The Nigerian Bar Association (NBA) has sued President Muhammadu Buhari and the Nigerian Communications Commission (NCC) over the suspension of Twitter in Nigeria. “The actions and directives of the respondents gravely infringed the fundamental rights of the applicant (NBA),” the association argued in the suit filed at the Federal High Court in Lagos. No law criminalises the use of Twitter in Nigeria, the association said. It added that Mr Buhari and the other respondents “unilaterally, without due process and contrary to the constitutionally guaranteed rights of the applicant, suspended the operations of the microblogging and social media website” in Nigeria. The NBA, said in a statement by its Publicity Secretary, Raps Nduka, on Tuesday, that it had filed the suit on June 18, about two weeks after the government announced the Twitter ban on June 4. Mr Nduka said the matter has been adjourned till 4 October for hearing. Sued along with President Buhari and the NCC in the suit are the Attorney General of the Federation, Abubakar Malami, and the Minister of Communications and Culture, Lai Mohammed. The suit by the NBA is among the flurry of suits that have been filed to challenge the Twitter ban. A lawyer, Inibehe Effiong, is among Nigerians that have sued the government over the ban. Ruling on an application filed by the Socio-Economic Rights and Accountability Project (SERAP) and other Nigerians, the ECOWAS Court of Justice, in June issued an interim order restraining the Nigerian government from harassing, arresting, or prosecuting any Nigerian for using Twitter.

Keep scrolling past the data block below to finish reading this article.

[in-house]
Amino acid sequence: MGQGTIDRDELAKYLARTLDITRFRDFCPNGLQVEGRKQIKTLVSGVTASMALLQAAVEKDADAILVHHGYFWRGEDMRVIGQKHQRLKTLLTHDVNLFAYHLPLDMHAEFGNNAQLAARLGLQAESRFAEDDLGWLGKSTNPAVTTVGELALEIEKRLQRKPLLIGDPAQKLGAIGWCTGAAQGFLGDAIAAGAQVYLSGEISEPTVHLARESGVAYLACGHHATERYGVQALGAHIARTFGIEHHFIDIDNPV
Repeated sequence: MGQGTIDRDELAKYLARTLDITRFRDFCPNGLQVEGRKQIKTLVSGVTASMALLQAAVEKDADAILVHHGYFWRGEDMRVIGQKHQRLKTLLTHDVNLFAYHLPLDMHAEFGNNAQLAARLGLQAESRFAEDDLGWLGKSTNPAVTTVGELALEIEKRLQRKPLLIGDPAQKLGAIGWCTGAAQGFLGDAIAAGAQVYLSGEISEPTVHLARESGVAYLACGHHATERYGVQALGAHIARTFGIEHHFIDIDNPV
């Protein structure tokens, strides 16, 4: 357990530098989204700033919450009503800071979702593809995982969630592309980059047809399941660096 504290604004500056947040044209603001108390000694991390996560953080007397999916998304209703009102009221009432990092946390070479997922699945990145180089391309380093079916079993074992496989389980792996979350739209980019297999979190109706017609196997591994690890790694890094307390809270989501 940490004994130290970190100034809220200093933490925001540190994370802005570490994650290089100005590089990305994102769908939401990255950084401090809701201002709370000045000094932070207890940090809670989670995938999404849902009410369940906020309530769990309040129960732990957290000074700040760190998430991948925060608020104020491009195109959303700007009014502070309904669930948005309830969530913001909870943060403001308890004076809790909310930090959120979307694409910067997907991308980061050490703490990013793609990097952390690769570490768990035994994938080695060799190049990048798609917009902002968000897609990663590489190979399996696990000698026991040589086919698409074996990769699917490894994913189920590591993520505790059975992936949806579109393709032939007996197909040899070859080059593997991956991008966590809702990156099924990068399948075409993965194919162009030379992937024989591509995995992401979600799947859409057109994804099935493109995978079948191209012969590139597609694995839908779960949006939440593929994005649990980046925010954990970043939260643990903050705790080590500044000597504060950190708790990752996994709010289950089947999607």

The Biden administration on Tuesday will announce a new push to expand business ties between U.S. companies and Africa, with a focus on building needed digital, health and physical infrastructure on the continent, a senior U.S. official said. U.S. industry executives welcome the interest but say dollar flows will lag until the Biden administration wraps up its lengthy review of Trump administration trade measures and sets a clear policy on investments in liquefied natural gas. Dana Banks, senior director for Africa at the White House National Security Council, will kick off a U.S.-Africa business summit, with a pledge to “re-imagine” and revive Prosper Africa, an initiative unveiled by the Trump administration in 2018. President Joe Biden, who requested nearly $80 million for the initiative in his budget proposal in May, aims to focus the initiative on women and equity, with an expanded role for small- and medium-sized businesses, she said. Banks said the administration’s goal was to “reinvigorate Prosper Africa as the centrepiece of U.S. economic and commercial engagement with Africa,” with more details to be released soon on a companion initiative called Digital Africa. “This is an area that is a priority both at home and abroad,” Banks said, adding that African countries were eager to expand their cooperation with the United States and its companies. U.S. business executives warn the United States is in danger of being overtaken by China and Europe, which are already investing and concluding trade agreements across the continent.